265 collocations for reared

On the northeast, Ballface Mountain rears its tall head far above the intervening ranges, while away off in the east Mount Marcy and Mount Seward stand out dim and shadowy against the sky.

"I have no children of my own," remarked Smith, "and, therefore, may not be regarded as the best authority in regard to the manner of treating, or rearing children; but I have often wondered at the very great mistakes people sometimes make in regard to them.

He was sensible, that so long as the monks were indulged in marriage, and were permitted to rear families, they never could be subjected to strict discipline, or reduced to that slavery under their superiors, which was requisite to procure to the mandates issued from Rome, a ready and zealous obedience.

The first mentioned (Cervus Columbianus) is by far the most abundant, and occasionally meets the sheep during the summer on high glacier meadows, and along the edge of the timber line; but being a forest animal, seeking shelter and rearing its young in dense thickets, it seldom visits the wild sheep in its higher homes.

can thy boundless plains, Where the royal lion snuffs the free pure air, And every breeze laughs at the tyrant's chains, Be but the nest of slavery and despair, Rearing a brood whose craven souls can be Robb'd of the very dream of Liberty?

415 Bolster'd with down, amid a thousand wants, Pale Dropsy rears his bloated form, and pants; "Quench me, ye cool pellucid rills!"

Living was hard work; and, as Madame John had been brought up tenderly, and had done what she could to rear her daughter in the same mistaken way, with, of course, no more education than the ladies in society got, they knew nothing beyond a little music and embroidery.

Girls as well as boys seem to be greatly amused with this form of exercise; and both seem to be little less gratified in destroying than in rearing their lilliputian edifices.

Have they the exclusive occupation of an extensive and fertile tract of country for the culture of their own crops, and for rearing immense herds of their own cattleand all these held independently of their masters, and regarded by them as inviolable?

His father, Thomas Bunyan, was a brazier, a mender of pots and pans, and he reared his son John to the same trade.

This was that Seyavi who reared a man by her own hand, her own wit, and none other.

Amid it mighty mountains proudly rise, Great monarchs of a boundless continent, Rearing their hoary summits to the skies, As claiming empire of the firmament; Gaunt silent majesties of sea and earth, Stern-featured children of Titanic birth.

though clouds may intervene, And transitory horrors shade the scene; Though for an instant virtue sink depressed, While vice exulting rears her bloody crest; Thy sacred truth shall still inspire my mind, To cast the terrors of my fate behind!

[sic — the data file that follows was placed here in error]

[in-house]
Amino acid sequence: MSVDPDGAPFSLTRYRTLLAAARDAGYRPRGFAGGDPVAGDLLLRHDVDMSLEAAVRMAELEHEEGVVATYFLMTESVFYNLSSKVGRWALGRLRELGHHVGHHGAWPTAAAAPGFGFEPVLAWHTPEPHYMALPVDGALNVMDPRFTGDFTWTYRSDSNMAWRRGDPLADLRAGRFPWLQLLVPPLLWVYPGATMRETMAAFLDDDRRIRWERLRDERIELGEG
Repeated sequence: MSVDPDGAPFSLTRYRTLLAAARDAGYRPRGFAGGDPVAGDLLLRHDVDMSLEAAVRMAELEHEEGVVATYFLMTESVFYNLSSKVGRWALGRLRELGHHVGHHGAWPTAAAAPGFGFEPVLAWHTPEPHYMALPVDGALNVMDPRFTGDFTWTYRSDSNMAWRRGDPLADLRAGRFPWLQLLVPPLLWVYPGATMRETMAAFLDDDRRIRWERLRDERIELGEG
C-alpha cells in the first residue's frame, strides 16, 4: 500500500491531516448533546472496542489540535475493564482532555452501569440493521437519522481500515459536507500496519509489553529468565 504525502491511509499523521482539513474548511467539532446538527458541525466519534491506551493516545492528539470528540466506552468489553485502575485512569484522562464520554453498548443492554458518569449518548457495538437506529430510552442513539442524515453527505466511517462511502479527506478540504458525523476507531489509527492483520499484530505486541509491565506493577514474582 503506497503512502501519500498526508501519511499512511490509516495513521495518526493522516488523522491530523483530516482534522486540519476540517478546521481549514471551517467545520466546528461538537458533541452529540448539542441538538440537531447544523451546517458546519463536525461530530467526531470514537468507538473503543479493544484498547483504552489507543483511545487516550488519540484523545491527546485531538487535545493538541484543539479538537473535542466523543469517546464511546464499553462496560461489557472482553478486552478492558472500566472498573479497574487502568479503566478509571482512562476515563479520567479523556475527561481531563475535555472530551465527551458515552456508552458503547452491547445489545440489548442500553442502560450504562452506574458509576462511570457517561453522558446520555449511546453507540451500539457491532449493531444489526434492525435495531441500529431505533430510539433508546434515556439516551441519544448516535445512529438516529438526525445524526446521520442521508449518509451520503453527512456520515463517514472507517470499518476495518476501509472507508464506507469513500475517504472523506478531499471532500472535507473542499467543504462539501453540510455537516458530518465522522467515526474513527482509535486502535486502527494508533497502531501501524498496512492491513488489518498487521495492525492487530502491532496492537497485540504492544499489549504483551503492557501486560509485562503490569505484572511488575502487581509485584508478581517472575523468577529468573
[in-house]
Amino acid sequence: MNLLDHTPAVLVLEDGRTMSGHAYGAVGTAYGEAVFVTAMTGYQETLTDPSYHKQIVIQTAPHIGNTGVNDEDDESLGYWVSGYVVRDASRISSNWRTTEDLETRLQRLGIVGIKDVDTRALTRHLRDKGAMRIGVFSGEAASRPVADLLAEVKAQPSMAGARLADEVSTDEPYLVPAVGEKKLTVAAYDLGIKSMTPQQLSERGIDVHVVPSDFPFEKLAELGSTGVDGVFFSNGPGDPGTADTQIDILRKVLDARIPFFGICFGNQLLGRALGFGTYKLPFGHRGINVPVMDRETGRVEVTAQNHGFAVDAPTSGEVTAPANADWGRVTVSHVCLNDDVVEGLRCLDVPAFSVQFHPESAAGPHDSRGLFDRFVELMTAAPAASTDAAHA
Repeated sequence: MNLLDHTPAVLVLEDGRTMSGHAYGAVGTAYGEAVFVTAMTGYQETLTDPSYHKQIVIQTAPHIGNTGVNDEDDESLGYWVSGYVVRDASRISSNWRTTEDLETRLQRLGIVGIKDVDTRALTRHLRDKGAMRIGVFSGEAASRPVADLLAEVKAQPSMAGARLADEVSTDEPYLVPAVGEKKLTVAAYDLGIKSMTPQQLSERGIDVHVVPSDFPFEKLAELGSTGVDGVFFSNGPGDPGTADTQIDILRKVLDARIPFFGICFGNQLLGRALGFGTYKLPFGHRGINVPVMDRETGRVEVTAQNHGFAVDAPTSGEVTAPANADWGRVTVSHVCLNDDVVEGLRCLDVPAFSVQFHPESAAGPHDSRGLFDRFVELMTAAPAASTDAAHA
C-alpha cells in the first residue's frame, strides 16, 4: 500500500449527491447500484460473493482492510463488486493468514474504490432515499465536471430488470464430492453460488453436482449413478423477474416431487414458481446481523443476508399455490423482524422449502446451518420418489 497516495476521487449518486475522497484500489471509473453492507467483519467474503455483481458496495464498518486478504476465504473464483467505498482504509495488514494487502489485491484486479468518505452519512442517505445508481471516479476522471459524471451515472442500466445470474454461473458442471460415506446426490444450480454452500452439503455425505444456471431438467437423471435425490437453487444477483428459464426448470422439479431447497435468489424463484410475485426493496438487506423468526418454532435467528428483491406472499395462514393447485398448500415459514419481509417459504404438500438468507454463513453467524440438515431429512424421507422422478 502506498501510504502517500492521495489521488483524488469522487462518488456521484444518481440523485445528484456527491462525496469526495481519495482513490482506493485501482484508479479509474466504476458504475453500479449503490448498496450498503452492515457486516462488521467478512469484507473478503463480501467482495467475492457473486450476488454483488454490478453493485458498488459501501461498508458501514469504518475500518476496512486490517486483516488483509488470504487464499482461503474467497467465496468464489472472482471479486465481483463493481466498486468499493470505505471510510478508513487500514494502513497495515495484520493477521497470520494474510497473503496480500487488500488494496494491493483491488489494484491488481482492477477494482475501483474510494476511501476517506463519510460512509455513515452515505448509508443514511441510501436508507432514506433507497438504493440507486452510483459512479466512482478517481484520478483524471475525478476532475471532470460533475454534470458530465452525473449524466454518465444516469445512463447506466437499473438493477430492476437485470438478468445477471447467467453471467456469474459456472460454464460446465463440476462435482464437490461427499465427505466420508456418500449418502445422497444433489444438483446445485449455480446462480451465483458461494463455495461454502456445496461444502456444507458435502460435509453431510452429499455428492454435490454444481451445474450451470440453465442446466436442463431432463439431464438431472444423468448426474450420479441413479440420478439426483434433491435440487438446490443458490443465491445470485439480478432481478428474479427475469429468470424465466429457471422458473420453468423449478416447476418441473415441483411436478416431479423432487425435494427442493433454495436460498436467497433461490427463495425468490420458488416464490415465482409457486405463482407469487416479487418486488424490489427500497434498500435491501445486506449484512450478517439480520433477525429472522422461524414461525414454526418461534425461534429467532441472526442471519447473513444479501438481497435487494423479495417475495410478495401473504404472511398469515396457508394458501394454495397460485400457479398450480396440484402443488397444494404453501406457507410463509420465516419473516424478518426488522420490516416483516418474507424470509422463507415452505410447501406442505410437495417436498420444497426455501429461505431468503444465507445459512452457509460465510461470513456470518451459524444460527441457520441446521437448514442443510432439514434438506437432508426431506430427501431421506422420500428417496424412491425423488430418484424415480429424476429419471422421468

Says Thomas Jefferson Randolph, in the Virginia Legislature in 1832, when speaking of this trade: "It is a practice, and an increasing practice, in parts of Virginia, to rear slaves for market.

Through tract of years in mute oblivion lost, This slender tomb of turf hath Irus reared, Cheap monument of no ungrudging hand, And with short verse inscribed it, to attest, In long and lasting union to attest, The virtues of the Beggar and his Dog.

" Genius builds on a slight foundation, and rears beautiful structures on "the baseless fabric of a vision."

Come, rear no altar, slay no beast, Our Savior now is great high priest, He rent the vail, to make it plain, That free access should hence remain.

" "She who hath reared thee to this goodly and healthful beauty, would prefer a well-supported suit, but still is she better as she is, indolent, and, I fear, pampered by thy liberality.

There is also a tooth of Buddha, for which the people have reared a tope, connected with which there are more than a thousand monks and their disciples, all students of the hînayâna.

Go thy ways straight, and rear the whole town.

Nor are these fears groundless, for the treacherous Indian crawls stealthily to the attack, and, without a moment's warning, two or three of a party may fall to the earth, pierced by rifle-balls, or rearing horses may throw the riders, and leave them at the mercy of these ruthless assassins.

The central building, called the College Hall, containing the College Library properly so called, measures in front 51 feet, and in depth from front to rear 95 feet, having at each corner a tower of the extreme height of 91 feet.

Four or five li east from the vihâra there was reared a great pile of firewood, which might be more than thirty cubits square, and the same in height.

The philosopher explained to him the doctrines of the fire-worshippers, and by his art he reared a tree before the house of Gushtásp, beautiful in its foliage and branches, and whoever ate of the leaves of that tree became learned and accomplished in the mysteries of the future world, and those who ate of the fruit thereof became perfect in wisdom and holiness.

Alone as he is, in well-nigh all his opinions, behold how prettily he talks of "COMMON SENSE, the only sure foundation of any theory!" and says, "On this imperishable foundationthis rock of eternal enduranceI rear my superstructure, the edifice of scientific truth, the temple of Grammatical consistency!"Peirce's Preface, p. 7. OBS.

265 collocations for  reared